I’m so pleased to welcome Eli Celata to my blog today, she has written a post about worldbuilding for us today as part of the blog tour for Grim Remains which is book two in the Warlock of Rochester Series, you can grab book one, High Summons, here.
Sometimes the fairy tale’s end is just the Grimm beginning.
Mammon’s summoning turned Rochester into a beacon for the denizens of Hell. As demon activity increases, Jon settles in for a new academic year, and Jordan moves in as the city’s protector. Unfortunately, the young warlock of Rochester might not be around long if the Devil’s marine legion has a say. Havfine, demonic mermaids, don’t often leave deep lakes and ocean waters. They’re better known for drowning mortal sailors than hunting magic users, but something has sent them upstream from Lake Ontario. When three orphans vanish from a magical sanctuary in Toronto, their caretaker – the Wizard Monday – dredges up a part of Jordan’s and Jon’s father’s history that Jordan would have rather forgotten. In this race against the Bane of Hamelin, more than three souls may be on the line.
World building isn’t a one-size fit all. Of course, fictional characters are – in themselves – a sectionalized perspective of a world. Sometimes towns are formed. Maybe even an entire country. Alternative historical facts for historical fiction where people are reinvented. Romances and supposition abound!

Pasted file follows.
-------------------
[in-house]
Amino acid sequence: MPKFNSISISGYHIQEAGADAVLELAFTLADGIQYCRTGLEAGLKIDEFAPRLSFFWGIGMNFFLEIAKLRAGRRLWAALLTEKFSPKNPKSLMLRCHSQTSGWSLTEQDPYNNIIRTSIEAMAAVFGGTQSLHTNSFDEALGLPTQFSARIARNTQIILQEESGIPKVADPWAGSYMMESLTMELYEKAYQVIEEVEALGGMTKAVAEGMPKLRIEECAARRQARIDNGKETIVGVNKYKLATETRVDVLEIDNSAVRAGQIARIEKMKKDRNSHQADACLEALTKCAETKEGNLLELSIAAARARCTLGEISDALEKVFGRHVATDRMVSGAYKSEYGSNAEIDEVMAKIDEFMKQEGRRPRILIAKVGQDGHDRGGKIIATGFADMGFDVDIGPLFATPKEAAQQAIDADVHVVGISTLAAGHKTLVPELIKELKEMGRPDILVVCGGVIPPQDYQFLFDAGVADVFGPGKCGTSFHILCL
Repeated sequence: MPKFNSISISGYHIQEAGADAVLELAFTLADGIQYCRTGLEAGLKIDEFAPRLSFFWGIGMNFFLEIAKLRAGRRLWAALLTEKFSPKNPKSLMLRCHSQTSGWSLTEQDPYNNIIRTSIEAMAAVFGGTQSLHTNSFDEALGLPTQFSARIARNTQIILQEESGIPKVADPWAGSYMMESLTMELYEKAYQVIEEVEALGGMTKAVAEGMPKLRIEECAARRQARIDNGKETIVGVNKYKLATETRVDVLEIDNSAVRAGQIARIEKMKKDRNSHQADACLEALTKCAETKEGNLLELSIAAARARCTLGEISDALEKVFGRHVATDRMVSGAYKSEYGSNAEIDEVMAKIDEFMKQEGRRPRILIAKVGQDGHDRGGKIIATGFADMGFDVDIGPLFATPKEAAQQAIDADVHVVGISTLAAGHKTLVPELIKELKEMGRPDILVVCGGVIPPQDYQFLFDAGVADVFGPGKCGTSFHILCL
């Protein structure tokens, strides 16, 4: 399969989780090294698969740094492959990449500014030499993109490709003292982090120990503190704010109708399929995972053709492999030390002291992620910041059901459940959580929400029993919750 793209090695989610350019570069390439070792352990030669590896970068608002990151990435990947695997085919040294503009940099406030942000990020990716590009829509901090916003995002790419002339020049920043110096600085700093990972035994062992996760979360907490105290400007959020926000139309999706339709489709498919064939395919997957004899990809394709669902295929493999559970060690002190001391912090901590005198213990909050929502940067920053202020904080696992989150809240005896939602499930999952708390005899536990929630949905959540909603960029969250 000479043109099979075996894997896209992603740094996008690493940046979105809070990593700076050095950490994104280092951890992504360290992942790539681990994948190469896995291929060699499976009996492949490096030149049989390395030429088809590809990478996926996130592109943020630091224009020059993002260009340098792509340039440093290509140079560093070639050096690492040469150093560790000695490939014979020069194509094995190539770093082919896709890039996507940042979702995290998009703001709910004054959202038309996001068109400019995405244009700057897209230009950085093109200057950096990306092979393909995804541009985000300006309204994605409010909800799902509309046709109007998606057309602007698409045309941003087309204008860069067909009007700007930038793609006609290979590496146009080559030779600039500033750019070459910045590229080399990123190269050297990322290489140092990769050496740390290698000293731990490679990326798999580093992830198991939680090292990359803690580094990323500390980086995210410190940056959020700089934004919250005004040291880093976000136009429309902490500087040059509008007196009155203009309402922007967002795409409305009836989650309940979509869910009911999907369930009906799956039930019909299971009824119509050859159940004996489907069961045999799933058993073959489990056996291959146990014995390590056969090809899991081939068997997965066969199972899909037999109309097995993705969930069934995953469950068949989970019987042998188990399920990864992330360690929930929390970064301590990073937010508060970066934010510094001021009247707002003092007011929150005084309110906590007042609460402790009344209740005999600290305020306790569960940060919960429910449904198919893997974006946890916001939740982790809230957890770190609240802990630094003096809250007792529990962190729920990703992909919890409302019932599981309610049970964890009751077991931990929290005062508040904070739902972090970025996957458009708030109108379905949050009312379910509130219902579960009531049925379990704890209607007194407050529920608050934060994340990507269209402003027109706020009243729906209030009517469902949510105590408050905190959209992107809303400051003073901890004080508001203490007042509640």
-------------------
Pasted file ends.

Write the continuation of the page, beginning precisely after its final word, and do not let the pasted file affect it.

For me, I generally like the world changing, not the people. I also like to start out in a “real” moment. If I can set my readers into a nice contemporary time with a seemingly normal narrator, I’m pretty happy. Of course, with both HIGH SUMMONS, its sequel, GRIMM REMAINS, and my upcoming paranormal romance, there’s some pretty overt tells that this is a fantasy.
I’ve tried to go the whole Tolkein route. I’ve made a language. There’re four books in it, and somehow, creating a world that intimately has gotten too personal, which is rather counterproductive for an author.
Really, my best world-building moments stem off odd dreams and forcing myself to ask – “What if?” even to the most absurd lengths. Of course, there hasn’t to be a flow of logic for me. If one new modification doesn’t build off the first, it’s just a random hotpot of shit. It’s problematic as a serious tone in a nonsensical novel is really hit or miss.
In the end, writing is subjective. Build a world that you want to explore, and there’s a good chance others will want to be there too.
About Eli Celata
Book & Buy Links
Title: Grimm Remains
Author: Eli Celata
Genre: Urban Fantasy | Paranormal
Publication Date: 17 April 2017
Review Format: N/A
Other Formats: eBook
Buy: Amazon UK | Amazon US